Curiosity When Piqued, Boosts The Memory

Curiosity When Piqued, Boosts The Memory
<a href="">JESHOOTS</a> / Pixabay

A new study at the University of California, Davis, shows that the more curious we are about a subject the better we remember the information learned about it. Additionally, curiosity literally changes the brain and makes learning about unrelated topics easier as well.

The lead author of the study, Dr. Matthias Gruber and study leader Charan Ranganath, hope that their findings will help educators and scientists find ways to boost overall learning in both healthy individuals and those that suffer from neurological conditions in the future.

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“We think curiosity is the drive to fill that gap. It’s like an itch you just have to scratch,” Ranganath said.

Curiosity study: Use of trivia and MRI scanners

Researchers first found 19 participants for the study and asked them to rank over 100 trivia questions based on how curious they were to find the answers. Next, those that participated were given the answers to 112 questions with a 14 second delay, of the questions whose answers were given only half had piqued the curiosity of the participants when they made their rankings. A random face was then displayed for two seconds before each answer was given.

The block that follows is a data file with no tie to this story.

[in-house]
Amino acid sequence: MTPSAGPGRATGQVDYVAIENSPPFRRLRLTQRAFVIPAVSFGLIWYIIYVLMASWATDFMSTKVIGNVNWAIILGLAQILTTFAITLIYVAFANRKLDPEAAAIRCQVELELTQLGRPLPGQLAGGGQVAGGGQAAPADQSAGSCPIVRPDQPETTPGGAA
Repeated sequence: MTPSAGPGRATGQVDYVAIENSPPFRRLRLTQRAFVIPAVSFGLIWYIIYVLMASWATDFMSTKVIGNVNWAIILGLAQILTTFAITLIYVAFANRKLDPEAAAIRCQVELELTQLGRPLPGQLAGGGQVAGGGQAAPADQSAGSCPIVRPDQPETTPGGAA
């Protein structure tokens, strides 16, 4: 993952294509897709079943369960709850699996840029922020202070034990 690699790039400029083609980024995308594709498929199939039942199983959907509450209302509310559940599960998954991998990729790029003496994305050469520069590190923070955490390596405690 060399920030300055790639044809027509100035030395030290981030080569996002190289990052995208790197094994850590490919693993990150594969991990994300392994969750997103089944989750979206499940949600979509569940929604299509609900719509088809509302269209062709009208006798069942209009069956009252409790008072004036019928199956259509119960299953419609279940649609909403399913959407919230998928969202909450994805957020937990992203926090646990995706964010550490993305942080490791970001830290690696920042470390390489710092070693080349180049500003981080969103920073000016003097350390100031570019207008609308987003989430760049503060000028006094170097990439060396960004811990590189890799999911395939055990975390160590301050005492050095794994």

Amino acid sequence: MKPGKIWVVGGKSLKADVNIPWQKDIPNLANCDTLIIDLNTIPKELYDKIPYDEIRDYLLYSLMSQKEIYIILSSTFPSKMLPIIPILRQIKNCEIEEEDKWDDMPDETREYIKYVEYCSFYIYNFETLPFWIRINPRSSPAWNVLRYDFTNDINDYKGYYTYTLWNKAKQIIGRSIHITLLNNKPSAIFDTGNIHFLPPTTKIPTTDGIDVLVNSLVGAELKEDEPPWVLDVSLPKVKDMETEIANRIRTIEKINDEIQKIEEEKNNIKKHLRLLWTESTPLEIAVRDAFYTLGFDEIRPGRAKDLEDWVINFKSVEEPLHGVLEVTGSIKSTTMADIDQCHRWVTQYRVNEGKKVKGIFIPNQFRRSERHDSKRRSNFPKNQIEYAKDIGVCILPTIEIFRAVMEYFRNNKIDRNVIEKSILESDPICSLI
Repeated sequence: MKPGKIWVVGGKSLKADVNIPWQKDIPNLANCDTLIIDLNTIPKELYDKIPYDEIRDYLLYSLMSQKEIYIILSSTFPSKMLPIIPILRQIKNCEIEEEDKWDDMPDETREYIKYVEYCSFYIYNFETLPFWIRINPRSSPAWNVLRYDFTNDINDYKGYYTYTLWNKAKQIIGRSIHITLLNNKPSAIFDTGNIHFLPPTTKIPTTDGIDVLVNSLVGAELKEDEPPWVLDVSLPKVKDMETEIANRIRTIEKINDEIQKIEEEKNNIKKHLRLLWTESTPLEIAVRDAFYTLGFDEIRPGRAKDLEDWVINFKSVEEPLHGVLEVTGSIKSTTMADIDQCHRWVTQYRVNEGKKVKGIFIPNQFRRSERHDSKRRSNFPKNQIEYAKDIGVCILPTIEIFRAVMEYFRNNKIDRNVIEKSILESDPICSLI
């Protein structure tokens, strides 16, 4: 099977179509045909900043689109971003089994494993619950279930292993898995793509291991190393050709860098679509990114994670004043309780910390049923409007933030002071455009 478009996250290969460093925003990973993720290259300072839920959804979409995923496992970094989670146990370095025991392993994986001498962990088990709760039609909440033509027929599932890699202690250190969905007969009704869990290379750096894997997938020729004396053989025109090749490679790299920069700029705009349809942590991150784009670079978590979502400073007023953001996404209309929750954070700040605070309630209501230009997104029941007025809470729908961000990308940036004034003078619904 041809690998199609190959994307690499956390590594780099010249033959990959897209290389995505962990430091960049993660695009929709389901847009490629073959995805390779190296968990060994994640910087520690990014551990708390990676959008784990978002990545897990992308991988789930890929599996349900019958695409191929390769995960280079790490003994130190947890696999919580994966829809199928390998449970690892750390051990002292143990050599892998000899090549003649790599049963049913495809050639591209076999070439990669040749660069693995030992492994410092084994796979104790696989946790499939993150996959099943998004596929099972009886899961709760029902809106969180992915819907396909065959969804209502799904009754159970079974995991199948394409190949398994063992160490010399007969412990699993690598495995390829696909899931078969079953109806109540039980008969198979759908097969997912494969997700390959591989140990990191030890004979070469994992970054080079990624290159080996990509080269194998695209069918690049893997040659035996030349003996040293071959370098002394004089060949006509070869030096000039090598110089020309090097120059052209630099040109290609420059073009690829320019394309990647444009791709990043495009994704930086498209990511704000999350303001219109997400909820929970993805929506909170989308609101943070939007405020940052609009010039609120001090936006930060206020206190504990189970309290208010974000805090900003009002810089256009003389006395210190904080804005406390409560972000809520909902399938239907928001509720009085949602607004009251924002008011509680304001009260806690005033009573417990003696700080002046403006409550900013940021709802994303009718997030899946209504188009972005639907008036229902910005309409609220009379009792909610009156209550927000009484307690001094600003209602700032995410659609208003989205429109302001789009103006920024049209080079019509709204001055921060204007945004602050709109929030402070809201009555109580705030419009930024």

While the results were being displayed the participants were wearing fMRI scanners. After that part of the study, those in the study were tested to find out what answers they remembered as well as which faces. Researches found that the participants in the study remembered the answers and faces that accompanied the questions they found most intriguing. The test was then repeated the next day and both confirmed the results but also suggests that curiosity could aid our long-term memory as well as the short-term.

Rewards and practical applications

“So curiosity recruits the reward system, and interactions between the reward system and the hippocampus seem to put the brain in a state in which you are more likely to learn and retain information, even if that information is not of particular interest or importance,” study leader Charan Ranganath says.

And practical applications are the goal.

“Our findings potentially have far-reaching implications for the public because they reveal insights into how a form of intrinsic motivation — curiosity — affects memory,” Gruber says. “These findings suggest ways to enhance learning in the classroom and other settings.”

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